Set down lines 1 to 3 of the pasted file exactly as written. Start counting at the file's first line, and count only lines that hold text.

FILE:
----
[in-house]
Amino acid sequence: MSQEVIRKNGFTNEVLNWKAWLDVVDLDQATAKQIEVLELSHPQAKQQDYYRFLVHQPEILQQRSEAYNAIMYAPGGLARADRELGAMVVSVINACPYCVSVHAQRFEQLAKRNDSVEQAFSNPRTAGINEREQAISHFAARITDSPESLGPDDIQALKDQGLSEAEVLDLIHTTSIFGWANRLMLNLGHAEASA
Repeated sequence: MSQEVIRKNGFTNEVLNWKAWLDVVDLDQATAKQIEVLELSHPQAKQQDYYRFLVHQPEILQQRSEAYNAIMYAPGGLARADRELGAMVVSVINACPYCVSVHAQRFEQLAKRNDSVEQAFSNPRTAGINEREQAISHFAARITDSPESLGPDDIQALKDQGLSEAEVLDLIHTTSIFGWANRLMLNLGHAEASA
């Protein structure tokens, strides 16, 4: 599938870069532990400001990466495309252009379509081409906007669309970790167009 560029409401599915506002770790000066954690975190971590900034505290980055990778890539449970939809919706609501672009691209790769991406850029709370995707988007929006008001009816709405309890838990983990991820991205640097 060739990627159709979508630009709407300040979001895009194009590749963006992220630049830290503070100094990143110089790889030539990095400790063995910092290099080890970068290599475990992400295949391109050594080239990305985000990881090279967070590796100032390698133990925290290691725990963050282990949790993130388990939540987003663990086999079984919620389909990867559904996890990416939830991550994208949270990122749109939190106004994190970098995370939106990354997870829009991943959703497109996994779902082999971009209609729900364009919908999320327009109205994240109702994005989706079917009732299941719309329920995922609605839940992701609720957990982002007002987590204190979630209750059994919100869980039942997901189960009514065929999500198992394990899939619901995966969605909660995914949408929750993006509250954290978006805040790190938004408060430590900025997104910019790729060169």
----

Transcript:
[in-house]
Amino acid sequence: MSQEVIRKNGFTNEVLNWKAWLDVVDLDQATAKQIEVLELSHPQAKQQDYYRFLVHQPEILQQRSEAYNAIMYAPGGLARADRELGAMVVSVINACPYCVSVHAQRFEQLAKRNDSVEQAFSNPRTAGINEREQAISHFAARITDSPESLGPDDIQALKDQGLSEAEVLDLIHTTSIFGWANRLMLNLGHAEASA
Repeated sequence: MSQEVIRKNGFTNEVLNWKAWLDVVDLDQATAKQIEVLELSHPQAKQQDYYRFLVHQPEILQQRSEAYNAIMYAPGGLARADRELGAMVVSVINACPYCVSVHAQRFEQLAKRNDSVEQAFSNPRTAGINEREQAISHFAARITDSPESLGPDDIQALKDQGLSEAEVLDLIHTTSIFGWANRLMLNLGHAEASA